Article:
You’ve probably heard of Design Sprints by now (and if not, make sure to check out our previous blog). They’re quickly becoming an integral part of the innovation process used by successful businesses across the world.
But you might be wondering: how can a Design Sprint help me and my business? You may think you’re too small, or that you don’t do the kind of work that would require a Design Sprint. However, we’ve found that Design Sprints are useful in a huge number of situations and almost always offer benefits, no matter what your business does.
So, in this blog we’ll take a look at some of the reasons that our clients have come to us for Design Sprints, giving you an idea of just how versatile this service is.
Before we begin though, let’s do a quick recap of what Design Sprints are, for those who may not know already. (If you’re already familiar with Design Sprints, feel free to skip this next section.)
At the most essential level, a Design Sprint is an intensive, short period of design work, in which you take an idea from fruition all the way through to prototyping and user testing. It’s an innovative process that’s perfect for getting into a design thinking mindset and reducing the risk of your project - whatever that project is.
Design Sprints are flexible and may look different from company to company, but generally they’ll be broken up into 5 stages:
- Exploring and understanding the problem
- Creating design solutions
- Choosing the solutions that fits the brief
- Creating a realistic prototype
- User testing
A larger project may consist of multiple sprints, but a sprint should always have a tangible result.
Now that you have an idea of what a Design Sprint is, let’s look into the different situations you might encounter where they could help you.
When testing new operational processes
Let’s say you’ve got an idea for a new business process. You think it might make you more efficient and save your team a lot of time — but you’re not 100% sure. In this example you could use a 5-day Design Sprint to really test out that idea with a focussed team that represents the people who will be involved in the final process. After just 5 days you can have the process thought out, put together (in a presentation for example) and tested with users.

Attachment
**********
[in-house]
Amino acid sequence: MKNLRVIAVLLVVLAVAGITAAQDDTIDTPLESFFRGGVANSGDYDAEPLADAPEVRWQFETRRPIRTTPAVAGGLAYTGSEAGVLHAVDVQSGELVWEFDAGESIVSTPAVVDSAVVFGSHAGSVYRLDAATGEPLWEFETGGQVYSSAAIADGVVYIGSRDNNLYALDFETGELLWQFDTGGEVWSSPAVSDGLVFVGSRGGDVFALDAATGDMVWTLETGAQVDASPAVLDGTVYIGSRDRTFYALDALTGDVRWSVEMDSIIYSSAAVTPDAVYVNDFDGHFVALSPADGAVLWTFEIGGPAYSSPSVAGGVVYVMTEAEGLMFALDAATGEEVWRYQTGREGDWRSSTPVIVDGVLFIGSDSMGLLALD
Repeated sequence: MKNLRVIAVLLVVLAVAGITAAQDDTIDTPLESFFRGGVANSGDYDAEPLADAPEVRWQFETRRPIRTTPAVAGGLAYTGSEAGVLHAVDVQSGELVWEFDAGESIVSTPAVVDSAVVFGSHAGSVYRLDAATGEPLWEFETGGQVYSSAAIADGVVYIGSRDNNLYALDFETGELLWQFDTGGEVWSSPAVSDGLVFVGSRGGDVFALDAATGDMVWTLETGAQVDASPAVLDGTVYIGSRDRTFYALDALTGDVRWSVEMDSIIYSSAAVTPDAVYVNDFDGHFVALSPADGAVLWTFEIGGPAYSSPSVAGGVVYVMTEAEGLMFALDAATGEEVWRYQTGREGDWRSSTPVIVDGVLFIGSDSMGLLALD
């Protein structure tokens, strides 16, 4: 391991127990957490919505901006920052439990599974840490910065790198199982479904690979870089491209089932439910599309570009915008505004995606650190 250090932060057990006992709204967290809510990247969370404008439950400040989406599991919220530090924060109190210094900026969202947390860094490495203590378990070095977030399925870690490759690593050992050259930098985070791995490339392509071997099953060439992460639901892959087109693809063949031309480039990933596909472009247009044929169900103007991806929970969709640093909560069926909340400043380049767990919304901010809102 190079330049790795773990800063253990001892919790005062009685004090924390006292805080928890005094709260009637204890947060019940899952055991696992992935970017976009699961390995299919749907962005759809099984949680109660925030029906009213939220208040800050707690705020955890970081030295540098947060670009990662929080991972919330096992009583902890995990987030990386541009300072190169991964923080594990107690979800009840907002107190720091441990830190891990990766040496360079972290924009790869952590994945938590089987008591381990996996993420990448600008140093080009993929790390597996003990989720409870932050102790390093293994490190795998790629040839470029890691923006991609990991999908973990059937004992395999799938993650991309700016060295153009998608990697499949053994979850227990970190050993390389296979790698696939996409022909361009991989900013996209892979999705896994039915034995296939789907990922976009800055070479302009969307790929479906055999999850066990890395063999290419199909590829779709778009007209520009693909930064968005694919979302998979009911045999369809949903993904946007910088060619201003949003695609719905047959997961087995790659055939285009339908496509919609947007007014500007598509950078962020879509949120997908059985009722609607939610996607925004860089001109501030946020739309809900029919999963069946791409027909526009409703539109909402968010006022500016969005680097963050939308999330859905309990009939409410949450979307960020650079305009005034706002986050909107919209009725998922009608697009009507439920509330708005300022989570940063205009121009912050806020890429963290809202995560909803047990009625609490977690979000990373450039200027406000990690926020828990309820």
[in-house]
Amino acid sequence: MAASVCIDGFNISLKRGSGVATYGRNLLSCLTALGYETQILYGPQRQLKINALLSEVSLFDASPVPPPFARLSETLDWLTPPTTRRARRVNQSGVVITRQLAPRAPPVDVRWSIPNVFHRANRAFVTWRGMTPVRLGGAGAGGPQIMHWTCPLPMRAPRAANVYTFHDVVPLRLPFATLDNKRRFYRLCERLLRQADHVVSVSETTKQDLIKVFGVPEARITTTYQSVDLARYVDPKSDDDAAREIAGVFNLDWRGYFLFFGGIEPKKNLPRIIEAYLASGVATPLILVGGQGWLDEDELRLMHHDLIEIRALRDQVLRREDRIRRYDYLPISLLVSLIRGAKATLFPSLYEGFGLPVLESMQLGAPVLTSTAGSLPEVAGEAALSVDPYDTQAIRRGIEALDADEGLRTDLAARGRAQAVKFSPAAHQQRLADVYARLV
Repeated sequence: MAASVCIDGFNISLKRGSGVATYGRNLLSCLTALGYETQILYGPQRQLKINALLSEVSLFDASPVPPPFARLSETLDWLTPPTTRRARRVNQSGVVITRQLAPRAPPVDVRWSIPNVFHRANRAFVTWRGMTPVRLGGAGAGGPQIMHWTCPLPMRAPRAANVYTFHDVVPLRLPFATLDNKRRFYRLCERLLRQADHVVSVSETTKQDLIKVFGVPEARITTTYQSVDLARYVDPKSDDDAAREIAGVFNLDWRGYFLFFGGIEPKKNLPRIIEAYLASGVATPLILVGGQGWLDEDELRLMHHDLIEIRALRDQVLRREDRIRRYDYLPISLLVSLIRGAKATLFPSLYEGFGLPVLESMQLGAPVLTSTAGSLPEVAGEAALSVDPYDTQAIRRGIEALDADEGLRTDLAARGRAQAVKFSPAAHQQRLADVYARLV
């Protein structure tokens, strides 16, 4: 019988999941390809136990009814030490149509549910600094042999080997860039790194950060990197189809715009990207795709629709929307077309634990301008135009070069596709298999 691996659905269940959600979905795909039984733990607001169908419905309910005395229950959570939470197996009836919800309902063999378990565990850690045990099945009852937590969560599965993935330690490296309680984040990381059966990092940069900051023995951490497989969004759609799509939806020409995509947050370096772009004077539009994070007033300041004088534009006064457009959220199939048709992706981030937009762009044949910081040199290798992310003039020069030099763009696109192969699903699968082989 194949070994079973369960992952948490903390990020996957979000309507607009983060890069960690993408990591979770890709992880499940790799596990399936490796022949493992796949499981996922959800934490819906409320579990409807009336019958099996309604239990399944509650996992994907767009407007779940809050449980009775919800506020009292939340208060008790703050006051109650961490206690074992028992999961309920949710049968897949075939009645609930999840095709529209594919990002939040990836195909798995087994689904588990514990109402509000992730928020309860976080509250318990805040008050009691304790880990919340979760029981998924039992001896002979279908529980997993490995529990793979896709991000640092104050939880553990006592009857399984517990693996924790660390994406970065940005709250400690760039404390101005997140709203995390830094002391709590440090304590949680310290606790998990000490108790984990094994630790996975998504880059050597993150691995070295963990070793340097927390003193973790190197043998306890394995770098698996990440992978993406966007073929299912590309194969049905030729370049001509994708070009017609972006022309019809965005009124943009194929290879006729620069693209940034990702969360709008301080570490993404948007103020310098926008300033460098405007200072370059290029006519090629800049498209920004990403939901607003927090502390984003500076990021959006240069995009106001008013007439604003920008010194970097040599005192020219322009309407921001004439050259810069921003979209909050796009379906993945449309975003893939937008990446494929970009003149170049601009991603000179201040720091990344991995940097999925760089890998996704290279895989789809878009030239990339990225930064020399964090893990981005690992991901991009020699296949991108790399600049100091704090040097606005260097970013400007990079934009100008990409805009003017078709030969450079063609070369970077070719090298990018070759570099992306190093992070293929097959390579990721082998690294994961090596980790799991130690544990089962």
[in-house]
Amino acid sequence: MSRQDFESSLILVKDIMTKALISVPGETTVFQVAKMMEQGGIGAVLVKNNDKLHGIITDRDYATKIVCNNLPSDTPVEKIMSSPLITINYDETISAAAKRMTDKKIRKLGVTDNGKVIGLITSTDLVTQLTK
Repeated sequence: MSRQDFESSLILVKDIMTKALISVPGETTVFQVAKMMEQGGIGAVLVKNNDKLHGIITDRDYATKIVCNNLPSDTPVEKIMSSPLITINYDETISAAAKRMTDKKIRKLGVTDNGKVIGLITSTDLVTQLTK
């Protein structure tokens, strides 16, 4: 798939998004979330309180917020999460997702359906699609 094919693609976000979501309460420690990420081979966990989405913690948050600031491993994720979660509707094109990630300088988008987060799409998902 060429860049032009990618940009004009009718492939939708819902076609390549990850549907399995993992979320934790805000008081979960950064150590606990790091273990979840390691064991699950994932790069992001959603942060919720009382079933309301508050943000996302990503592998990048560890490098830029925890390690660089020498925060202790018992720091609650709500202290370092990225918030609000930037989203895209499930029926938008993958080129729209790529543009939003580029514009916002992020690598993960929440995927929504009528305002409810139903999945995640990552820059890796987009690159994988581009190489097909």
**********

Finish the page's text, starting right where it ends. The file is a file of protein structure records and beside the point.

When you’ve got an idea, but it’s risky
Reducing risk is one of the key benefits of a Design Sprint. If you’re embarking on the development of a new product and it requires a large investment, then a Design Sprint can help to de-risk the project. By applying design thinking principles, you can quickly build a prototype of your product and test it with users. In one or two sprints you can make sure that any potential failings with the product are highlighted, as well as any UX issues. You can even repeat the sprint process throughout development to test any hypotheses that crop up during the process.
When you have a need for speed
Got a project that needs to be finished yesterday? We’ve all been there! When you need to accelerate a project, it’s easy to let speed be the enemy of quality. With a Design Sprint however, you can get critical thinking baked in at the start of the project, quickly allowing you to progress to the next stage more quickly and confidently.
When you need to cut through to the heart of a complex problem
One of the underrated outcomes of a Design Sprint is simplification. When you’re trying to solve a complex problem for your workplace — whether it’s operational, research or production based — the design thinking approach of a Design Sprint can help you quickly get to the heart of your challenge, and devise a usable solution, all in a short space of time.
When you know your problems, but can’t find solutions
Formulating solutions to your business challenges isn’t easy — and sometimes pinpointing your challenges isn’t easy either! You can use Design Sprints to help clarify both your most important challenges and the solutions to those challenges. By getting critical team members together you can use a Design Sprint to look holistically at your business and identify sticking points, and which challenges would give you the highest impact, with the lowest effort to solve. Then in another 5-day sprint, you can create a prototype of an ideal solution!
Hopefully these use cases have shown you that Design Sprints are a supremely versatile tool, capable of helping you move forward at pace in a huge variety of situations.
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